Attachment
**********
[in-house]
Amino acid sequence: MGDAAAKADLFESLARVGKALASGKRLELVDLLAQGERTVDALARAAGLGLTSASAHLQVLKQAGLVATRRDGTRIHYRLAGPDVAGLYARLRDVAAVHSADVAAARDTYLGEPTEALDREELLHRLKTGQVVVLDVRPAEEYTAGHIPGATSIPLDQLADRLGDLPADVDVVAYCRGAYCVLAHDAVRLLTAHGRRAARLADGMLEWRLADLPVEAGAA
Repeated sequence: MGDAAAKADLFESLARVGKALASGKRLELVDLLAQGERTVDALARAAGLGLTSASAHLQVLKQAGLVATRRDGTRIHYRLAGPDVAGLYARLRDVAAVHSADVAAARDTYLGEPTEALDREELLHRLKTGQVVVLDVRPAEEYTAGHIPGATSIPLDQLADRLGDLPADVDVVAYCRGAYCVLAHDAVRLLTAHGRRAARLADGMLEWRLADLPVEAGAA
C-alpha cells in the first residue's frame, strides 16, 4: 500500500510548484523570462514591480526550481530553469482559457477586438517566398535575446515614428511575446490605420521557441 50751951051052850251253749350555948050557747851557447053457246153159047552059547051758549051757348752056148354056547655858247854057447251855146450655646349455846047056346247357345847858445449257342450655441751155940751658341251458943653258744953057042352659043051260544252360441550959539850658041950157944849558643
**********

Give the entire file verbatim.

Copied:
[in-house]
Amino acid sequence: MGDAAAKADLFESLARVGKALASGKRLELVDLLAQGERTVDALARAAGLGLTSASAHLQVLKQAGLVATRRDGTRIHYRLAGPDVAGLYARLRDVAAVHSADVAAARDTYLGEPTEALDREELLHRLKTGQVVVLDVRPAEEYTAGHIPGATSIPLDQLADRLGDLPADVDVVAYCRGAYCVLAHDAVRLLTAHGRRAARLADGMLEWRLADLPVEAGAA
Repeated sequence: MGDAAAKADLFESLARVGKALASGKRLELVDLLAQGERTVDALARAAGLGLTSASAHLQVLKQAGLVATRRDGTRIHYRLAGPDVAGLYARLRDVAAVHSADVAAARDTYLGEPTEALDREELLHRLKTGQVVVLDVRPAEEYTAGHIPGATSIPLDQLADRLGDLPADVDVVAYCRGAYCVLAHDAVRLLTAHGRRAARLADGMLEWRLADLPVEAGAA
C-alpha cells in the first residue's frame, strides 16, 4: 500500500510548484523570462514591480526550481530553469482559457477586438517566398535575446515614428511575446490605420521557441 50751951051052850251253749350555948050557747851557447053457246153159047552059547051758549051757348752056148354056547655858247854057447251855146450655646349455846047056346247357345847858445449257342450655441751155940751658341251458943653258744953057042352659043051260544252360441550959539850658041950157944849558643